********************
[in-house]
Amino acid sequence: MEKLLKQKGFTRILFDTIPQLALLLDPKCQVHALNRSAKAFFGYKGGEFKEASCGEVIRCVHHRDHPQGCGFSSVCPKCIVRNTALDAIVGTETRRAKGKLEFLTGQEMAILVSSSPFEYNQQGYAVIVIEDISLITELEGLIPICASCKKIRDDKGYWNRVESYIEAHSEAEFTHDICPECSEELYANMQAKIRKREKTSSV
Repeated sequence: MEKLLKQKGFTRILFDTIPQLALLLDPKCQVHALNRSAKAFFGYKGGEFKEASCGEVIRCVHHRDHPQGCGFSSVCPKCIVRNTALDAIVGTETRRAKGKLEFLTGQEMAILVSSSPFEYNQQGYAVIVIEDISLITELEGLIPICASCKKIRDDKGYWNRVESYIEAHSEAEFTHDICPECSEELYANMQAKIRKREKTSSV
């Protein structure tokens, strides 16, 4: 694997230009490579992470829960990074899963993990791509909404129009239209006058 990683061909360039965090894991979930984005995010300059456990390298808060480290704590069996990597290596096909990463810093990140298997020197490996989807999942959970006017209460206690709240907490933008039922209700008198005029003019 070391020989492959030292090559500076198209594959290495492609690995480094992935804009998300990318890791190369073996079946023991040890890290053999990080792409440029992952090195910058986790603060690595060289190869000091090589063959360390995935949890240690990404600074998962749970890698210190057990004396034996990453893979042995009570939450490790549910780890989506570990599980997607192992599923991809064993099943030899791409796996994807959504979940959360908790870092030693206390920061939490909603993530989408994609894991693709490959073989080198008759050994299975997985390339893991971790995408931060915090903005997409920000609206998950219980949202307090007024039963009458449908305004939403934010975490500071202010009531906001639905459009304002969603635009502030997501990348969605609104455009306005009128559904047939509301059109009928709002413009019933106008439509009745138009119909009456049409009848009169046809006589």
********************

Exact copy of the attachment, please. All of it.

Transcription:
[in-house]
Amino acid sequence: MEKLLKQKGFTRILFDTIPQLALLLDPKCQVHALNRSAKAFFGYKGGEFKEASCGEVIRCVHHRDHPQGCGFSSVCPKCIVRNTALDAIVGTETRRAKGKLEFLTGQEMAILVSSSPFEYNQQGYAVIVIEDISLITELEGLIPICASCKKIRDDKGYWNRVESYIEAHSEAEFTHDICPECSEELYANMQAKIRKREKTSSV
Repeated sequence: MEKLLKQKGFTRILFDTIPQLALLLDPKCQVHALNRSAKAFFGYKGGEFKEASCGEVIRCVHHRDHPQGCGFSSVCPKCIVRNTALDAIVGTETRRAKGKLEFLTGQEMAILVSSSPFEYNQQGYAVIVIEDISLITELEGLIPICASCKKIRDDKGYWNRVESYIEAHSEAEFTHDICPECSEELYANMQAKIRKREKTSSV
């Protein structure tokens, strides 16, 4: 694997230009490579992470829960990074899963993990791509909404129009239209006058 990683061909360039965090894991979930984005995010300059456990390298808060480290704590069996990597290596096909990463810093990140298997020197490996989807999942959970006017209460206690709240907490933008039922209700008198005029003019 070391020989492959030292090559500076198209594959290495492609690995480094992935804009998300990318890791190369073996079946023991040890890290053999990080792409440029992952090195910058986790603060690595060289190869000091090589063959360390995935949890240690990404600074998962749970890698210190057990004396034996990453893979042995009570939450490790549910780890989506570990599980997607192992599923991809064993099943030899791409796996994807959504979940959360908790870092030693206390920061939490909603993530989408994609894991693709490959073989080198008759050994299975997985390339893991971790995408931060915090903005997409920000609206998950219980949202307090007024039963009458449908305004939403934010975490500071202010009531906001639905459009304002969603635009502030997501990348969605609104455009306005009128559904047939509301059109009928709002413009019933106008439509009745138009119909009456049409009848009169046809006589």